Surplus electronic parts :
Stock and Crypto AI Prediction :

Yes, time to talk about watches - How to get a good value in a watch, and a look at perhaps the most ridiculous watch out there today. Enjoy!
Fran's Flight School GoFundMe -
Join Team FranLab!! Become a patron and help support my YouTube Channel on Patreon:
#ElectronicsCreators #accutron #watch
- Music by Fran Blanche -
Frantone on Facebook -
Fran on Twitter -
Fran's Science Blog -
FranArt Website -

By Fran

11 thoughts on “Watch Time!!!”
  1. Avataaar/Circle Created with python_avatars beautifulsmall says:

    Fascinating. If only a watch could have a capsule with all future time compressed into it and a small hole to let it out at a constant speed with a water wheel style mechanism driving the hands. A bit too Pratchet. Quartz, a few seconds a month. are they temp compensated I wonder. Seiko made a self wind quartz watch, I had a swinging weight self winder I lost in Manchester 35 years ago. Time keeps on ticking ticking into the future.

  2. Avataaar/Circle Created with python_avatars hugeshows says:

    Hi Fran, a couple of quick corrections. The original Accutron movement was the caliber 214, and there was no second motor in that or any of the subsequent tuning fork versions. The movement itself was timed and driven by a tuning fork, which was driven by a pair of coils with a feedback loop, and a single transistor. The tuning fork actually moves the hands by indexing a tiny pawl across a gear with 300 teeth. The fork, running at 300Hz, would turn that gear (called a wheel in watchmaking) once per second. The movement of the minute and hour hands is all gear reduction from there, as in a traditional watch. There are a handful of videos on YouTube showing how it all works, well worth the watch. That 300 tooth gear is so fragile, that watchmaker's tweezers will destroy it instantly. Yet somehow it manages to index 300*60*60*24*365, or 9.46 billion times a year. I have one that's almost 60 years old and still running.

  3. Avataaar/Circle Created with python_avatars Robin Osborne says:

    I am a lover of watches and have some beautiful mechanical timepieces. My love of watches stems from my father who was a watchmaker all of his life. I remember sitting transfixed watching him stripping down watches and repairing/servicing them. I wasn’t allowed to ask questions while he worked but he encouraged me to write down any questions I had so I could ask him later. The prices he charged to service things like Rolex etc were so low!!! The prices I pay to have my watches serviced are a fortune and I have to save up to have them done. There is just something about mechanical timepieces that I absolutely love. Your pocket watch is beautiful (whatever happened to the USA watch industry?). I have a silver Longines pocket watch that was purchased, used by my grandparents for my fathers 21st birthday which was in 1941. The watch dates from 1923 and I even have a copy of the page from the Longines manufacturing log that states the date it was built and even the retailer it was sold to. It was originally sold in Germany but somehow ended up in the UK by 1941. One wonders what happened to make it appear in the UK in the early part of World War 2.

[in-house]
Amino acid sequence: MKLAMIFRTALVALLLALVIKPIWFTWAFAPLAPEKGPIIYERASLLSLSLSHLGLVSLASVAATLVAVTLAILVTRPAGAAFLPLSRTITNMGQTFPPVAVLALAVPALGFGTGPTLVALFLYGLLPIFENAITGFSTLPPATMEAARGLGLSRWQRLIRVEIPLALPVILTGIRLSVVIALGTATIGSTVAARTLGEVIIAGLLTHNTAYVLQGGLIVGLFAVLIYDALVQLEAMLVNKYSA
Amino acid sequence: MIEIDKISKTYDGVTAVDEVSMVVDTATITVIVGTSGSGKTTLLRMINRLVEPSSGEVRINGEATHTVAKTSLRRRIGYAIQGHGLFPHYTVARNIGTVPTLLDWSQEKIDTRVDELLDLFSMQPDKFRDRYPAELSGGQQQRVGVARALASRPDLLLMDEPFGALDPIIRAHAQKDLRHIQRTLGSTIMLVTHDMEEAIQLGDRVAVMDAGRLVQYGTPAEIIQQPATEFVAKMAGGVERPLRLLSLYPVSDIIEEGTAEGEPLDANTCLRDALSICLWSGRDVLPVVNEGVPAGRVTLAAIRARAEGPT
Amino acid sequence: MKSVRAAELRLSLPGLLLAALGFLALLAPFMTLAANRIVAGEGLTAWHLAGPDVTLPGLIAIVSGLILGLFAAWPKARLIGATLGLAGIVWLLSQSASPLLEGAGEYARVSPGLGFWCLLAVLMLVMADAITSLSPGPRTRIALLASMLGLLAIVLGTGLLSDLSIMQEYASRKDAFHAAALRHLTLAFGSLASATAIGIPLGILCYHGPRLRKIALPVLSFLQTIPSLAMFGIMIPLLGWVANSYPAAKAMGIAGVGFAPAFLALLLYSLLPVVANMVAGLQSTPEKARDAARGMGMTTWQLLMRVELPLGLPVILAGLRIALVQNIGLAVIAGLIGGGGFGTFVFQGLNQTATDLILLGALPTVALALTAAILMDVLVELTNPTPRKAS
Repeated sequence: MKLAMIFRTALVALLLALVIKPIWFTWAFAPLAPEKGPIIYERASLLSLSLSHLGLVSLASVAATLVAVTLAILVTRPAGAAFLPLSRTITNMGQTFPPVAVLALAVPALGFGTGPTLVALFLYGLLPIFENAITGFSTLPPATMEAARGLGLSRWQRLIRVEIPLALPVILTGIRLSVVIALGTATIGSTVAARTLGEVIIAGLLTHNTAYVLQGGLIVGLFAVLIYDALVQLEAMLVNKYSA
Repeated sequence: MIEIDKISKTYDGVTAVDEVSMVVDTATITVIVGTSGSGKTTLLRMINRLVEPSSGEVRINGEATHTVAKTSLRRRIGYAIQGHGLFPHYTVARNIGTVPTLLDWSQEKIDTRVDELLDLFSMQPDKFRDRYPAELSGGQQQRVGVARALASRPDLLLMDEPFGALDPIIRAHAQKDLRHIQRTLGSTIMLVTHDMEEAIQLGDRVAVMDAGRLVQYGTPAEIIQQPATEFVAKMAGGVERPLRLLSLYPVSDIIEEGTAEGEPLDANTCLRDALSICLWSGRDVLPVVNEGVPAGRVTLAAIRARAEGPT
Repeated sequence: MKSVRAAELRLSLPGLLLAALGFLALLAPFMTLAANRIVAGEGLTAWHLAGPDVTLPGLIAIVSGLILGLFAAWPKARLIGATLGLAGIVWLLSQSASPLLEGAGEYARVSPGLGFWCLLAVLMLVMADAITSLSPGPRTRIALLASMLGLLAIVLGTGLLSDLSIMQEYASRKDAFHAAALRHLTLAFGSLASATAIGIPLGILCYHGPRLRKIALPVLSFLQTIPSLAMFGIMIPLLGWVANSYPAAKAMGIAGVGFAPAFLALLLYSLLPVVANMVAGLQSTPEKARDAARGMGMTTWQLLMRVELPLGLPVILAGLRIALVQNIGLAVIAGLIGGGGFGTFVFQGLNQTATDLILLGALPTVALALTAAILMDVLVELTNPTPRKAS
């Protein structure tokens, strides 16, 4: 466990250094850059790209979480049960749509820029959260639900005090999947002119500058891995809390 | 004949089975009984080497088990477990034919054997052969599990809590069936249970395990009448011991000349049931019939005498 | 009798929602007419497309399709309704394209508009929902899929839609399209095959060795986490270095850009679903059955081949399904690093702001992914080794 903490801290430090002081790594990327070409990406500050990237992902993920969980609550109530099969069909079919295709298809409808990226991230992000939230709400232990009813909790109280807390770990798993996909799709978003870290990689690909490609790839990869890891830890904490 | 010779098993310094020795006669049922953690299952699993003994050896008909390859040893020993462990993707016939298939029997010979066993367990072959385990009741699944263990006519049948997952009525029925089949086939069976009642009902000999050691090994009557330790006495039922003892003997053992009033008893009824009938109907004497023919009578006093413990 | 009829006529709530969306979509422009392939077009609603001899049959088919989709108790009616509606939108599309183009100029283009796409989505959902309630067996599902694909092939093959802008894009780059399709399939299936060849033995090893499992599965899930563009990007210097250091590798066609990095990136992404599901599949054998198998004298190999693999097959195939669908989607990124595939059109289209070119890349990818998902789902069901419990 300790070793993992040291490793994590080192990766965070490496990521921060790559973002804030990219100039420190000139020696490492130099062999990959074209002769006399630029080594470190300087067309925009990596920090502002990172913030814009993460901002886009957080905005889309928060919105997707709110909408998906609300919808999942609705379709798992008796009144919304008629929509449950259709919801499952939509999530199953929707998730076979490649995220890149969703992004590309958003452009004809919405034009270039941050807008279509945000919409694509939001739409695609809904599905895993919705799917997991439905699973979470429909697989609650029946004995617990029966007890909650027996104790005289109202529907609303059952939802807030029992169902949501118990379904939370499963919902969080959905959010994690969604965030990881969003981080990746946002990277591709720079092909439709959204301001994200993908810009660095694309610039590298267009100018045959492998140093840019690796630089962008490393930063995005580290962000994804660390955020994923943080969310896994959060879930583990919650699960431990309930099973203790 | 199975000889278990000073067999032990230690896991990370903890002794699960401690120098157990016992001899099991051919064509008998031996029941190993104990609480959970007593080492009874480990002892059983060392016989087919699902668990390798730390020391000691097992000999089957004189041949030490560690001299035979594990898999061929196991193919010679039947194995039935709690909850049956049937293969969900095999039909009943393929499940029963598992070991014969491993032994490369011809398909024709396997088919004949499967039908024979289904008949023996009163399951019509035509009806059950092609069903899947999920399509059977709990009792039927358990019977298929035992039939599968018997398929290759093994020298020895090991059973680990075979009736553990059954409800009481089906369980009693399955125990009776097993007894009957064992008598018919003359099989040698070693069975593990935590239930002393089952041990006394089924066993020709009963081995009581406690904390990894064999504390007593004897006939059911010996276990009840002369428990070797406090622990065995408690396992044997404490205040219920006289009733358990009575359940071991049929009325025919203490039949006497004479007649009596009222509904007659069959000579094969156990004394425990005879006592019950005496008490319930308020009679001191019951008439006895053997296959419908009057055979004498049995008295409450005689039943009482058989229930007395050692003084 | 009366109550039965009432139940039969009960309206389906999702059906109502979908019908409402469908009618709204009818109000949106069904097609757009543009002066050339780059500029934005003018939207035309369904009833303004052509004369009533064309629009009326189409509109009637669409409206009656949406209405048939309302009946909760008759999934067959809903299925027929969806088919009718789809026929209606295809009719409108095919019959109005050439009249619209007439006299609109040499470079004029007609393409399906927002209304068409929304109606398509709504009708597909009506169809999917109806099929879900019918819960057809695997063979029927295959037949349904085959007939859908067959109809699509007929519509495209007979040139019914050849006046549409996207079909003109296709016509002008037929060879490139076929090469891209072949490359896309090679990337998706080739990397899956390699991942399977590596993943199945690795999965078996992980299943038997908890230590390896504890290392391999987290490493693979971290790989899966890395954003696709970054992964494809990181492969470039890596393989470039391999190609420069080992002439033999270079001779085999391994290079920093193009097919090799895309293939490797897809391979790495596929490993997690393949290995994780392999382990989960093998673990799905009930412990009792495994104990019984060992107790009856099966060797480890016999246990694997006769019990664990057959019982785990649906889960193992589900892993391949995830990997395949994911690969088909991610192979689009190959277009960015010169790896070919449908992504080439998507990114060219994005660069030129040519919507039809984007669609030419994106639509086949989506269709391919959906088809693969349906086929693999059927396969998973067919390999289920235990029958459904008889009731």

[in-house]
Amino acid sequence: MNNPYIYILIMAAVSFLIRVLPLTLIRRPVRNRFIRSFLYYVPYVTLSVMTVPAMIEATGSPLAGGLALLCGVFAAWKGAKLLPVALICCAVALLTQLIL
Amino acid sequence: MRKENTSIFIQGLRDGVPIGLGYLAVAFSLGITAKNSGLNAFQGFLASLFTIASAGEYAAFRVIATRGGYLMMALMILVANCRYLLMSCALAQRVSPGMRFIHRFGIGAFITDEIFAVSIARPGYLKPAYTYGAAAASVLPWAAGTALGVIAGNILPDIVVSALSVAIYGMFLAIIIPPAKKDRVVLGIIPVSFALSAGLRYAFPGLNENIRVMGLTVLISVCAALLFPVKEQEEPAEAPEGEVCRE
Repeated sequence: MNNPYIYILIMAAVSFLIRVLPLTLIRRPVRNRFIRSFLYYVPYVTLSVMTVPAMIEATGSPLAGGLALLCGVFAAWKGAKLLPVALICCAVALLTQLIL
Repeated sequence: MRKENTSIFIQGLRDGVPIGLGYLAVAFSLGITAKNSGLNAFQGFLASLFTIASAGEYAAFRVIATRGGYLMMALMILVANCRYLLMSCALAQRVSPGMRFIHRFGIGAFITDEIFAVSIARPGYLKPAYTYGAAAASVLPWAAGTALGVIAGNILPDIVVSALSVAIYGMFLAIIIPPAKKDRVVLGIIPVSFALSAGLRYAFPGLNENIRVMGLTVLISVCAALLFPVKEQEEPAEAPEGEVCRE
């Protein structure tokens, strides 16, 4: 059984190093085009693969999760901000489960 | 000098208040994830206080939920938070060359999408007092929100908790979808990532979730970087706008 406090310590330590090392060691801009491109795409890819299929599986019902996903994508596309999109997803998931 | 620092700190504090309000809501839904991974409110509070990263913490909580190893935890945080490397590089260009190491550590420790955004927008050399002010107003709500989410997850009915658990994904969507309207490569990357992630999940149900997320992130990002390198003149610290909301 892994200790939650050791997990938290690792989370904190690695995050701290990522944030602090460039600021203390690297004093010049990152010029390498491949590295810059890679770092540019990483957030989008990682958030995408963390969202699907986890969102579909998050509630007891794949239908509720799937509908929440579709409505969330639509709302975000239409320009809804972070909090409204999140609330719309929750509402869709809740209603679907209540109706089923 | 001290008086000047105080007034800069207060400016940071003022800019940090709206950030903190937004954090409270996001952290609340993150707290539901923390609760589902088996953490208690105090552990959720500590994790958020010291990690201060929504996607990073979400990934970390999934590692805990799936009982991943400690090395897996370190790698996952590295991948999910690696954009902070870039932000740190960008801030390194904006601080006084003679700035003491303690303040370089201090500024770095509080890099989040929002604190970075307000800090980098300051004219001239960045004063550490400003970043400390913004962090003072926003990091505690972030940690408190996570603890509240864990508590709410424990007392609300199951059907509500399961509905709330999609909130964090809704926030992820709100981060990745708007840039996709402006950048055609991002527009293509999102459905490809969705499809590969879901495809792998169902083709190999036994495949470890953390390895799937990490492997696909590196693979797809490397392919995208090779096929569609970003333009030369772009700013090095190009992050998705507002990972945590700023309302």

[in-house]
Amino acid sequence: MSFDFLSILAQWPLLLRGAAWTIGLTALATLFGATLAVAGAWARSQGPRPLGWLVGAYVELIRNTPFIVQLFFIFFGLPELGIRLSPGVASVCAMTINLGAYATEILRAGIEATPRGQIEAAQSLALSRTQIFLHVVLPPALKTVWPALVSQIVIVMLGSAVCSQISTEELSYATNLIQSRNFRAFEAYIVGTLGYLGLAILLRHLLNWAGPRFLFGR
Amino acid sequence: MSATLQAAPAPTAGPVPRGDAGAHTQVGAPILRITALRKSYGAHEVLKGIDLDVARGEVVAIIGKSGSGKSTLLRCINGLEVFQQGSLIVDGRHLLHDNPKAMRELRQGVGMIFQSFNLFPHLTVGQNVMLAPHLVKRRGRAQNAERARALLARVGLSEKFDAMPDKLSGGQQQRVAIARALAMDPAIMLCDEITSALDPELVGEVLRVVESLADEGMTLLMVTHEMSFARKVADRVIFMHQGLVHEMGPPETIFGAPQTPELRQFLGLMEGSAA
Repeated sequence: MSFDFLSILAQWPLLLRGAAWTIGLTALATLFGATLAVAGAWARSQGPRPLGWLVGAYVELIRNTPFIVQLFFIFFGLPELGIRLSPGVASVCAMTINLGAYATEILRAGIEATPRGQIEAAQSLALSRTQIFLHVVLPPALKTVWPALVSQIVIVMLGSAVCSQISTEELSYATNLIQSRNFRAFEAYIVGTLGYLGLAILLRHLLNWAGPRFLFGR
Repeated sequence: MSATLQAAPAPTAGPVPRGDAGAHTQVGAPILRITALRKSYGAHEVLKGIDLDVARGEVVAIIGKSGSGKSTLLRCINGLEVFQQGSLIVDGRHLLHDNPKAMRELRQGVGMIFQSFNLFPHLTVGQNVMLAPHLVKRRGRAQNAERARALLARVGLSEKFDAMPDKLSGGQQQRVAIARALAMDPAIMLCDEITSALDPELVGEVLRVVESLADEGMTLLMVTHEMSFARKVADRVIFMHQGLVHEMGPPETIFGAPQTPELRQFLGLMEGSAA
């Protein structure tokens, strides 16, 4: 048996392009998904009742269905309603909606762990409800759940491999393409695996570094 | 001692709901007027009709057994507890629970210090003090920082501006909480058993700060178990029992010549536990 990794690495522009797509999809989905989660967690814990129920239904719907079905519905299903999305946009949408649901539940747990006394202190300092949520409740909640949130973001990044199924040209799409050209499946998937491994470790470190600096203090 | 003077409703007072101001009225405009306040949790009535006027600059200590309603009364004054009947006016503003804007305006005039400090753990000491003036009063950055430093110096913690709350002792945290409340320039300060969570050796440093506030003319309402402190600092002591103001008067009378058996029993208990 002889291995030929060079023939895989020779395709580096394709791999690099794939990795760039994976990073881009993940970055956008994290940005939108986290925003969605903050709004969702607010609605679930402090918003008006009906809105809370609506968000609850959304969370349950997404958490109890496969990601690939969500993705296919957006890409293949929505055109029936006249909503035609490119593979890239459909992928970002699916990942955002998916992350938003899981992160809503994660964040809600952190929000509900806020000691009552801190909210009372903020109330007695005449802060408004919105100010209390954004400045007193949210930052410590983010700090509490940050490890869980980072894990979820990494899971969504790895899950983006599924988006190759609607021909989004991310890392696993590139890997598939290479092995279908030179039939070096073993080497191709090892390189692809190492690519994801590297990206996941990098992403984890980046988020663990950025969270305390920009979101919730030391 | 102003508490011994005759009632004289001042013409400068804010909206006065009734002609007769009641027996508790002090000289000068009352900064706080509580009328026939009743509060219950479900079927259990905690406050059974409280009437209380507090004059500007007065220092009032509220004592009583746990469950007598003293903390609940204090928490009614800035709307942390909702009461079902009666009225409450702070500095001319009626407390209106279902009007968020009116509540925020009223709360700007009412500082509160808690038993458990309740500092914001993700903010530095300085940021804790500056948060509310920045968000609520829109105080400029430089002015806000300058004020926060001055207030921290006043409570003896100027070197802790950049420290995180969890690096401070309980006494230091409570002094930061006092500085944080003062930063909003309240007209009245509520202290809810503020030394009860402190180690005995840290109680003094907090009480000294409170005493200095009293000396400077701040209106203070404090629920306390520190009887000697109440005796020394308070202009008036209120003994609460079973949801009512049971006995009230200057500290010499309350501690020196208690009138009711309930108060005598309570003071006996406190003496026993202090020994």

4. Avataaar/Circle Created with python_avatars MichaelG1986 says:

    I think the Accutron Spaceview is more usable day to day than you make out. It supposedly goes into that sleep mode where the second hand stops if it's completely still. Unless you're dead, you won't be completely still for five minutes. If you put it down for five minutes or more – at night for instance – it will go into that sleep mode. Once you put it on, your regular arm movement will "wake it up." The motion they describe is to manually wake the watch if you need to know the time to the second immediately.

  5. Avataaar/Circle Created with python_avatars Steven Anderson says:

    Fran I picked up a Grand mariner diving watch that was an auto winder and had a clear back, might have been the Russian and it had a stem sealing cap ( no chain ) clear back showing the internal mechanisms, all mechanical. I was blown away at its ability to keep time, simply unbelievable, it kept time like a quartz watch, with tbe new clutch design it could not over wind, this was a problem with autowinders, but not with this beastie, I was very happy with it. Invicta (Swiss movement.) the japan movement I know nothing about…
    I did chose the sapphire crystal. It was built by a guy that had a very large watch business in Minneapolis, he spent time adjusted it And it was great,